The fivefold symmetry of the hypotenuse symbolizes the development of life in its evolution toward the Light. It is related to the basic aspects of the fourfold symmetry of elemental nature represented by the line of Isis. The process described by sacred geometer Robert Lawlor can be summarized succinctly: at the origin and end all differentiation merges toward unity. An object a and its human perceiver b are contained within an all-pervasive unity, that can be symbolized by the number 1. This can be expressed by the formula: a:b = b:1, in which the object is related to the human, as the human is related to the whole.20 Lawlor suggests that this is a proportion upon which the experience of knowledge can be formulated and that this is the goal of dynamic meditation.21 The Profound Secret of the Pythagorean School The profound secrets of the Pythagorean School can now be discussed in simple diagrams. We can consider this as a graphic demonstration of the Divine Light embedded into the human body. The explanation must begin by showing the square root of 3, or the Vesica Piscis (Latin: bladder of a fish).22

The Vesica Piscis is formed by the intersection of two circles or spheres whose centers intersect in such a way that each centers circle lies on the circumference of the other circle. It was known in the early civilizations of Mesopotamia, Africa, and Asia, and frequently used in Christian iconography. It is revealed in the construction of ancient doors and portals.23 It has been the subject of mystical speculation at several periods of history, perhaps first among the Pythagoreans. The mathematical ratio of its width (measured to the endpoints of the body, not including the tail) to its height was reportedly believed by them to be 265:153 (namely 1.73203...). The geometric ratio of these dimensions is actually the square root of 3, or 1.73205... (since if straight lines are drawn connecting the centers of the two circles with each other, with the two points where the circles intersect, two equilateral triangles join along an edge). The ratio 265:153 is an approximation to the square root of 3, with the property that no better approximation can be obtained with smaller whole numbers.24

Hindu Goddess Kali and God Bhairava in Union in a Vesica Piscis, 18th century. Watercolor from Nepal, gift of Dr. and Mrs. Robert S. Coles to Los Angeles County Museum of Art

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Platonic Solids and other images contained in Metatrons Cube, created by Sloth Monkey/Wikimedia Commons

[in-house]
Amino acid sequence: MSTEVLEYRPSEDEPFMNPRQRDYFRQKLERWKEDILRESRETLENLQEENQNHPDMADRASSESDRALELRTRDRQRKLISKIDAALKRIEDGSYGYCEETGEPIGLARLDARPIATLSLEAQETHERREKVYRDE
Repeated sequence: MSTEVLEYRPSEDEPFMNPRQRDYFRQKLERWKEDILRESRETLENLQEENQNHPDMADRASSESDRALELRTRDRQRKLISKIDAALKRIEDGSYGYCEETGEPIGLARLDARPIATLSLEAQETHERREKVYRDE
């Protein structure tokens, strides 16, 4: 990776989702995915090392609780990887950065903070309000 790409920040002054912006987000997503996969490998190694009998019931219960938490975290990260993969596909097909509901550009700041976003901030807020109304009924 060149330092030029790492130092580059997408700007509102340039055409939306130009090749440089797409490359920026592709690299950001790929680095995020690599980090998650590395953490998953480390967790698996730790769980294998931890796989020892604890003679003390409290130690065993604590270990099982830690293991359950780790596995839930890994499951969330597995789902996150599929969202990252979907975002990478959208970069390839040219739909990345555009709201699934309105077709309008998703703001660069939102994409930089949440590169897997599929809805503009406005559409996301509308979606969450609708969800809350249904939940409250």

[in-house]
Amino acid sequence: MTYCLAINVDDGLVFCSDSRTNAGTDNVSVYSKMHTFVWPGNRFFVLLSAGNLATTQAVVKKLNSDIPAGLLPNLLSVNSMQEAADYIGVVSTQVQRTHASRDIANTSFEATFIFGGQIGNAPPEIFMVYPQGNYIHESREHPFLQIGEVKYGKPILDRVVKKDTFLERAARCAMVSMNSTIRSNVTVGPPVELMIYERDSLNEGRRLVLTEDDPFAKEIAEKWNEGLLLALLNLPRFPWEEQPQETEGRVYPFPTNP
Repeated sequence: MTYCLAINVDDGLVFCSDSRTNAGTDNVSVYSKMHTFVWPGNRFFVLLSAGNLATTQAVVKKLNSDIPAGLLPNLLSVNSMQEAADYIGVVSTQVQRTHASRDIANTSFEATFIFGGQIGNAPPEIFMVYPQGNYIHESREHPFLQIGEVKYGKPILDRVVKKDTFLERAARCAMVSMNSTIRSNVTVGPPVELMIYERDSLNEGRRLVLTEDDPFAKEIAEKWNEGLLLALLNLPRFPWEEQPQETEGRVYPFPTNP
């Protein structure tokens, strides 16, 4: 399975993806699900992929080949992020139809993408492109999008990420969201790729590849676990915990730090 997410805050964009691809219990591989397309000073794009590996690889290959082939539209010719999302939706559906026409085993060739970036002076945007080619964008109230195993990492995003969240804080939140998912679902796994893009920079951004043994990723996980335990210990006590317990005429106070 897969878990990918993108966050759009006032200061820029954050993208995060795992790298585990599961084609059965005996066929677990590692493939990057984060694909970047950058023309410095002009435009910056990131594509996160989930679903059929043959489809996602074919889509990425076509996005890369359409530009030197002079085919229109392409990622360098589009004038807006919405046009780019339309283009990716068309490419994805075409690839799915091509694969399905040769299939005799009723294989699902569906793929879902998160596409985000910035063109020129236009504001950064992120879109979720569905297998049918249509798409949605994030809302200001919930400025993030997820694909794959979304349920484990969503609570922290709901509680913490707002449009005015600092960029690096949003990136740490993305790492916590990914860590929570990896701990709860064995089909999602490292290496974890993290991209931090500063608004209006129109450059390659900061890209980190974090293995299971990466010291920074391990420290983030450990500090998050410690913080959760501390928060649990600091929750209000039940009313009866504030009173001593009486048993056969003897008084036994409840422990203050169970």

Modern researchers have commented on the significance of this deeply symbolic form: This symbolic intersection represents the common ground, shared vision, or mutual understanding between equal individuals. The shape of the human eye itself is a Vesica Piscis. The spiritual significance of seeing eye to eye to the mirror of the soul was highly regarded by numerous Renaissance artists who used this form extensively in art and architecture. The ratio of the axes of the form is the square root of 3, which alludes to the deepest nature of the triune which cannot be adequately expressed by rational language alone.25 This almond space is the crucible of the creating process.26 The first three shapes to emerge from the vesica piscis, the triangle, square and pentagon (3,4,5) form the only relationship, or ratios, required to generate all the rest

(except for sevenness)...these ongoing relationships hold the structural pattern for all numbers and shapes that follow.27 The Metatron Cube Understanding the ratios of the triangle, square, and pentagon permits us to grasp the importance of a more complex figure, such as the Metatrons Cube, which contains twodimensional images of the Platonic Solids28 and many other primal forms.29 The two large triangles form a hexagram that is symbolic of the harmony of the opposites. One triangle points downwards and one points upward. This is popularly called the Star of David and is symbolic of infinite celestial light. We can imagine that this light is all pervasive and circumscribes everything and every form inside it. The diagram shows that this infinite light is also manifested light, as it is symbolically included in a hexagon, a six sided figure. In Qabala, six is the number of the sephira Tipereth, and therefore this hexagon represents the beauty and spiritual love manifested in the natural universe. At first glance, we can perceive that the whole universe is permeated by this well balanced divine light symbolizing peace and harmony. Inside, at the very core of the construction we can detect another pentagon in which a pentagram is inscribed. The pentagram is the symbol of humanity manifested, as many traditions relate five to the human person. In the Metetrons Cube, the central circle is white and empty, but we can easily mentally draw another hexagram inside it using the points where the surrounding